Burn injuries represent a public health problem worldwide, ranked fourth in all injuries and are among the leading cause of disability adjusted life years in low and middle-income countries. More than in any other injury, the inflammation and catabolism associated with severe burns can exacerbate nutrient deficiencies, thereby predisposing patients to impaired immune function and increased risk of developing infectious complications, organ dysfunction, and death. Consequently, over the last few decades numerous trials have evaluated the impact of different nutrition/nutrient strategies in severe burns patients. Glutamine is of particular interest in this regard as it appears vital for a number of key stress-response pathways in serious illness. The existing randomized trials of glutamine supplementation in burns patients have suggested a significant reduction in mortality, infection, and hospital length of stay. However, in other critically ill patient populations, there is a signal of increased mortality associated with glutamine administration. Given this conflicting evidence, burn practitioners are either harming or saving lives with glutamine use. We hypothesize that the inexpensive therapeutic strategy tested in this multicenter randomized controlled clinical trial of supplemental enteral glutamine in 1200 severe burn injury patients will lead to lower morbidity and mortality and reduced health care costs in an otherwise very devastating and disabling injury worldwide.

In our pilot study (Critical Care Medicine, 2003, 31:2444) we found a protective effect of glutamine against blood infection in severely burned adult patients. In addition, a significant decrease in mortality was observed with glutamine. These results should be tested with a multi-center trial because our study was small and did not have mortality as an end point.

The specific aims of the study are to determine the overall treatment effect and safety of glutamine in burn patients. Clinical outcomes will be: mortality, time to discharge alive, incidence of acquired bacteremia due to Gram negative organisms, hospital mortality, duration of mechanical ventilation, ICU stay and hospital stay. The cost-effectiveness of glutamine administration will also be measured if the results show a decrease in length of care or a reduced incidence of acquired bacteremia due to Gram negative organisms with glutamine.

The study will be a large, multicenter, double-blind, pragmatic, randomized controlled trial of 1200 patients with severe burns randomly allocated to receive enteral glutamine or placebo. Randomization will be concealed and stratified by site allocating patients 1:1 to either glutamine or matching placebo by the method of permuted blocks of random undisclosed size within strata. Patients will be adults, a minimum of 18 years old, with deep 2nd and/or 3rd degree burns requiring grafting, and for patients age 18 - 39 years a (Total Body Surface Area) TBSA burn ≥ 20% or in the presence of an inhalation injury a minimum of 15% TBSA burn is required; for patients age 40 - 59 years a TBSA burn ≥ 15% is required; for patients aged 60 years or older a TBSA burn ≥ 10% is required. The study will include approximately 80 burn centers in Canada, the US, Europe and Latin America. Patients will receive glutamine or a placebo through their feeding tube, every 4 hours or TID or QID if taking things by mouth, for a total of 0.5 g/kg/day for patients with a BMI <35. Patients with a BMI ≥35 will receive 0.5 g/kg/day based on an obesity-adjusted body weight. The study intervention will be administered until ≥7 days after the last successful grafting operation or until discharge from acute care unit or 3 months from admission, whichever comes first. Resuscitation, nutritional support, pain management, infection control and surgical care will be done according to standardized procedures.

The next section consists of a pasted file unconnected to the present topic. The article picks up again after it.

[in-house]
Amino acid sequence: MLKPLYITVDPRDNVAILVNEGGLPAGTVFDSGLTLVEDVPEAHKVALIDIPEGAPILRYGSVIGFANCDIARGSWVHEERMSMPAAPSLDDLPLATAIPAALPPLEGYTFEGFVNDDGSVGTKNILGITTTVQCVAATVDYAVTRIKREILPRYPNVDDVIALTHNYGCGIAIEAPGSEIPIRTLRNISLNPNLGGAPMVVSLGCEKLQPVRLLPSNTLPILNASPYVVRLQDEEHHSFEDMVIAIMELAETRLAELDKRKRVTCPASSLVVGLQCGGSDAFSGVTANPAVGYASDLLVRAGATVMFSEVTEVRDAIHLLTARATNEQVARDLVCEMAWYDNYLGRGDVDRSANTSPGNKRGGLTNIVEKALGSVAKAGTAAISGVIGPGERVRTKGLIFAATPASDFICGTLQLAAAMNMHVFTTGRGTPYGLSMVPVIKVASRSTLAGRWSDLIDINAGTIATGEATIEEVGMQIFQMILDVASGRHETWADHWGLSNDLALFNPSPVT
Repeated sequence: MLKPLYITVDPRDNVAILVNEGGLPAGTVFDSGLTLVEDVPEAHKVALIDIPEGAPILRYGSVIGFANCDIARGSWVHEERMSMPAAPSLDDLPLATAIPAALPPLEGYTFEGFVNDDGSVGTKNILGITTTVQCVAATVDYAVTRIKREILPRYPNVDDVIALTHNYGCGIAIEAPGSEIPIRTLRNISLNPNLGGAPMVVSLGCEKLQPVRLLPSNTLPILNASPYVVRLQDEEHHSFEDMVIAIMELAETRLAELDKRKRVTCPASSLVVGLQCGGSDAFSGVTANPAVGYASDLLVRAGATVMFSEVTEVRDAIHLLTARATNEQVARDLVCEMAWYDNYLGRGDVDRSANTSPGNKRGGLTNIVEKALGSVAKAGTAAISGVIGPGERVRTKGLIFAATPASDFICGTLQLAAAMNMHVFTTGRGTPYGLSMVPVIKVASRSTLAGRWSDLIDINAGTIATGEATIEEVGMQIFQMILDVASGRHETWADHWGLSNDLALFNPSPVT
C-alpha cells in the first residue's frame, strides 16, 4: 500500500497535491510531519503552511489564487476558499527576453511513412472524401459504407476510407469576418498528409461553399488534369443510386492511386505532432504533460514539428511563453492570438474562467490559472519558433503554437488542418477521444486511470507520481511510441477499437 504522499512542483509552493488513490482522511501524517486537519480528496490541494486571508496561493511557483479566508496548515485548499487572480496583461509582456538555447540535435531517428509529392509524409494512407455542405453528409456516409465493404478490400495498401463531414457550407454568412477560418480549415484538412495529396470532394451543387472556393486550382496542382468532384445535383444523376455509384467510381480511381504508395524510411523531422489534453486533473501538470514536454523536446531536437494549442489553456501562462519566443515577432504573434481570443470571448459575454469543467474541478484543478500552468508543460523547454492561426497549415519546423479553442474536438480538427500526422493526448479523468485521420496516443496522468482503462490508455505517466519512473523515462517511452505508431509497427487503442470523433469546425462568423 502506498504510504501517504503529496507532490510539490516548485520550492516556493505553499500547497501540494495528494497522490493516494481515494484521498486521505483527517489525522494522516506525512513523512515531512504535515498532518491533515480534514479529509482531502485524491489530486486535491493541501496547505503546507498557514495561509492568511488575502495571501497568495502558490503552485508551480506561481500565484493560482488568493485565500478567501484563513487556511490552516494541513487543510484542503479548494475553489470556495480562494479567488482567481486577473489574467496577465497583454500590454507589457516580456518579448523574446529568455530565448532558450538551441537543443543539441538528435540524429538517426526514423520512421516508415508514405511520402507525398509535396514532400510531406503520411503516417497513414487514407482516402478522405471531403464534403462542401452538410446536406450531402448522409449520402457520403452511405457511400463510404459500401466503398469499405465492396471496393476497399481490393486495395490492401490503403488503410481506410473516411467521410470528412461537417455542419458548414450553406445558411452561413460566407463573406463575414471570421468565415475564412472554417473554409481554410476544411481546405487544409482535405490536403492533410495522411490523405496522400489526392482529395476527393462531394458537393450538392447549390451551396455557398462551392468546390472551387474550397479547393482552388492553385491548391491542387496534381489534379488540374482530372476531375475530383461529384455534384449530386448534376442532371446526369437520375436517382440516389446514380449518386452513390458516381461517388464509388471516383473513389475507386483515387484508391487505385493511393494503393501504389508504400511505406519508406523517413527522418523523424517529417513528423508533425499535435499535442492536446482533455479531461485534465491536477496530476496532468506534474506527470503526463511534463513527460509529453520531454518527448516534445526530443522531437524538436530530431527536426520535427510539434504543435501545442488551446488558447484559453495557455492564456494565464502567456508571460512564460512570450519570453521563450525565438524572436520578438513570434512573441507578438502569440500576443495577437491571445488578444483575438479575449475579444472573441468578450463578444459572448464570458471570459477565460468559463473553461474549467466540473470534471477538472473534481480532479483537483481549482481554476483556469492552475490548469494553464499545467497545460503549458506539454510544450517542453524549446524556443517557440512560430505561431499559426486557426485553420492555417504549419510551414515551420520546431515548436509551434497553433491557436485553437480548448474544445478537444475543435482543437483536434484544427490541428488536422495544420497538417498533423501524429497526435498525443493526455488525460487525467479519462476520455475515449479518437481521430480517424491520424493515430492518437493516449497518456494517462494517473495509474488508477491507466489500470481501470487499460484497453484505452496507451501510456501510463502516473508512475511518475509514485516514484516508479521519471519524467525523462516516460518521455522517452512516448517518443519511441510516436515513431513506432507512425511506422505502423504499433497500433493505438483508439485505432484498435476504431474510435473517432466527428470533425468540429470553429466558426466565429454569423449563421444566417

The Data will be collected and managed by a professional and centralized organization for multi centres clinical research (Clinical Evaluation Research Unit, Kingston, Ontario, Canada).

Notice

Study information shown on this site is derived from ClinicalTrials.gov (a public registry operated by the National Institutes of Health). The listing of studies provided is not certain to be all studies for which you might be eligible. Furthermore, study eligibility requirements can be difficult to understand and may change over time, so it is wise to speak with your medical care provider and individual research study teams when making decisions related to participation.